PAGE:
Commercial Integrator + Security Sales Jan/Feb 2024 - 38

MONITORING MATTERS by Morgan Hertel
The Real Cost of False Alarms
I WANT TO PAUSE the issue of how to prevent false
alarms and, here, talk about their true costs.
Although I understand there are a number of meanings for
the term " false alarms, " I want to look at two scenarios:
■ In the fi rst, the alarm is triggered but results in no dispatch.
I'll refer to this as a false alarm.
■ The second is when it turns into a " call for service, " which
is how a public-safety service would classify it.
Both are important, but they mean diff erent things.
In some recent studies, including one by Parks Associates,
false alarms are one of the most distressing and problematic
events that can occur for a subscriber or security system user.
Dealing with a false alarm is unsettling and can be unnerving
because there are so many unknowns. You have to remember
your password; you're worried about the police or fi re
department showing up; there's the likelihood of a fi ne or fee.
All these concerns are swirling around in the subscriber's
mind. I can tell you that, even though I am in the business, it
stresses me out, as well!
Relationship Between False Alarms and Churn
You can track the companies that have lower false alarm rates
because they also have lower churn. There is a pretty direct
relationship to this.
And for companies that live and die by four-star ratings or
Net Promoter Scores (NPS), that relationship can reveal a dayto-day
struggle and result in poor ratings and, ultimately, bearing
the cost of replacing customers. And the cost of acquisition
goes up every single day.
Now, let's look at the cost of a false call for service. This
occurs when there was an unnecessary dispatch for an alarm,
with no crime committed. The costs associated with this situation
can double the previously mentioned stressors.
There's also the direct cost for the dispatch, which takes the
form of a fi ne or fee levied against the subscriber, alarm company
or central station. These costs can vary from city to city,
and they are direct: Someone is going to write a check for that
response, even if it's a private guard response.
The Biggest Cost to Consider
While writing a check for a false call for service is never fun,
it's an easily calculated and resolved expense. It's really not
the biggest cost to consider. The real cost is that agencies are
understaff ed and overworked.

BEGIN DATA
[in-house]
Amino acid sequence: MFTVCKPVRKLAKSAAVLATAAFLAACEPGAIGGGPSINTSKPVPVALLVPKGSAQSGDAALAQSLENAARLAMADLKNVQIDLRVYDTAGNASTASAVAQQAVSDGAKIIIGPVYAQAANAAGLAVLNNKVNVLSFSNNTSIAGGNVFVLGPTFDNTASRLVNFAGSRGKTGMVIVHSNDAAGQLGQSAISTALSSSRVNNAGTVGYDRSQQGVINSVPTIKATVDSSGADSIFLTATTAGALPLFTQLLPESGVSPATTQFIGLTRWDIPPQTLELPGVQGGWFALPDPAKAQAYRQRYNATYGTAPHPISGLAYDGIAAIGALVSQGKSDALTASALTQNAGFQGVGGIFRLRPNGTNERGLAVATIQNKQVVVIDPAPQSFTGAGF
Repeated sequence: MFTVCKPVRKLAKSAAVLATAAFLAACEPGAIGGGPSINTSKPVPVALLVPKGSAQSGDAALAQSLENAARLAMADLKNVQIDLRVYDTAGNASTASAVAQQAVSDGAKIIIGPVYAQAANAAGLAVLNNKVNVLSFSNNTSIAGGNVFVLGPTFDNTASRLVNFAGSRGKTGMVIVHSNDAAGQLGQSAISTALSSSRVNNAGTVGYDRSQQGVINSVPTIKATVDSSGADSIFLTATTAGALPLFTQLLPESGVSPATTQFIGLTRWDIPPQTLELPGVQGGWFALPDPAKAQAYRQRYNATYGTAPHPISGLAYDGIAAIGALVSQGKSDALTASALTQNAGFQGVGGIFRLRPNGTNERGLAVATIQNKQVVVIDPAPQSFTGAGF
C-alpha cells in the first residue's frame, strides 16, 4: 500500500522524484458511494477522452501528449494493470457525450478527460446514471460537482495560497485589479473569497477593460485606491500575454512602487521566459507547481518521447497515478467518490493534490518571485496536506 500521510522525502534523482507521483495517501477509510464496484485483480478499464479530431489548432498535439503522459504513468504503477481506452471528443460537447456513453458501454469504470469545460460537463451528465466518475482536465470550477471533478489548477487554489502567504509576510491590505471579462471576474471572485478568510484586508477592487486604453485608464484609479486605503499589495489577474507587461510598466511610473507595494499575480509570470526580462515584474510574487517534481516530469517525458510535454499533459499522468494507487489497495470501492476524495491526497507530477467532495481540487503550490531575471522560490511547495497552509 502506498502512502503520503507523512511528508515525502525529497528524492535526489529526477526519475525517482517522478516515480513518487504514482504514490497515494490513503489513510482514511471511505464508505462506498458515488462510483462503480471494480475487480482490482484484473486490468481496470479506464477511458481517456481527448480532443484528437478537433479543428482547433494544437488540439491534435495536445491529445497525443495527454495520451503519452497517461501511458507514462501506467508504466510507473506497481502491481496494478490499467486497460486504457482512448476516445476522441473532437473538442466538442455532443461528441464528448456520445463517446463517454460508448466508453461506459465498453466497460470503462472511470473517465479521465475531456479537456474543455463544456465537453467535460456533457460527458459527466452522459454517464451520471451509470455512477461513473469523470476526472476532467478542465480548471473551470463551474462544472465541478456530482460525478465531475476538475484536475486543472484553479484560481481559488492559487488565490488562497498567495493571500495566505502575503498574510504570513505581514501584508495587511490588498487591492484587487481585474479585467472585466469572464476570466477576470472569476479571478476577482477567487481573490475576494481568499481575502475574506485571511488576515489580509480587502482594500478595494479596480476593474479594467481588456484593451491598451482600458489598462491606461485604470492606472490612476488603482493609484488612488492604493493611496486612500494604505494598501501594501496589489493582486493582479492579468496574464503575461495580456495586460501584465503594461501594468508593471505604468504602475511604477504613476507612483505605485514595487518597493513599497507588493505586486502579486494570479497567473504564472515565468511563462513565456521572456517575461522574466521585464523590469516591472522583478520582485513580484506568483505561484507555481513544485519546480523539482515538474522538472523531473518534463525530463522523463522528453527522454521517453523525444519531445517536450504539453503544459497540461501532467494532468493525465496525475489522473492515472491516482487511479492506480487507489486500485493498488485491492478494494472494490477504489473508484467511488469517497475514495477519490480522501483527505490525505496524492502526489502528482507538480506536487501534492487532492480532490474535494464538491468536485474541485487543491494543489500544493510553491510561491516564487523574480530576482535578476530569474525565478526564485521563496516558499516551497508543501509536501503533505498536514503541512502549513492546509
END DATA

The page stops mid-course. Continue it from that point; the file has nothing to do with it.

That real cost will only be realized (a) when fi rst responders
can't come anymore because they have too many calls to
respond to or (b) when the costs to respond become so prohibitive
that no public service can aff ord it. That would signifi cantly
change the way we do things.
10 Simple Rules for False Alarm Reduction
1. Put a team in place to manage this. Ensure the team has
representation from all parts of the business, including an
executive champion who can make decisions and make
things happen.
2. You can't manage what you don't measure. You need to
measure all false alarm statistics, get a baseline and then
set goals for yourself. Then, monitor your success.
3. Follow up with a customer service representative on every
dispatch and a percentage of all alarms. Very quickly, you
will learn more about how happy or unhappy your customers
are. The goal is to fi x malfunctioning systems, so do checkups
on systems as you work through these calls. This will
generate a signifi cant amount of service revenue, as well.
4. Replace system and sensor batteries every three to fi ve
years. I did this with an alarm company and, in three years,
reduced my numbers by 25%.
5. Make sure your staff is programming or leaving in the
CP01 panel programming. It's there for a reason, and there
is no excuse to remove them for most systems.
6. Make sure your monitoring center has processes and
instructions for how they use cancel/abort signals,
openings-aſt er-alarms, exit-errors and recently-armedsystem
messages. You should never be dispatching on
alarms when these signals come with them.
7. Get off POTS lines! Too many alarms are missed or end up
on the wrong accounts because of this.
8. Use SMS messaging for alarms. The SMS application needs
to enable the customer to cancel an alarm. This alone will
reduce your calls for service 40% to 50% in short order.
9. Have a process to allow the subscriber to recover or get a
temporary password when they've forgotten it. About 25%
of your calls for service are because of wrong or forgotten
passwords.
10. Spend time with your local alarm coordinators. This will
earn you a lot of goodwill and help you understand the
needs of the local responders.
False alarms and false calls for service cost us all. It will
require all of us to work diligently to reduce them. As AI and
AVS-01 become mainstream, there will come a time in the nottoo-distant
future when they will become the exception.
But, until that time, we do have good tools and proven processes
to signifi cantly reduce both.
It's up to you to make it happen. SSI
MORGAN HERTEL is vice president of technology and innovation for Rapid Response Monitoring. He can be reached at mhertel@rrms.com.
38 Commercial Integrator+Security Sales & Integration | Jan/Feb 2024

Commercial Integrator + Security Sales Jan/Feb 2024

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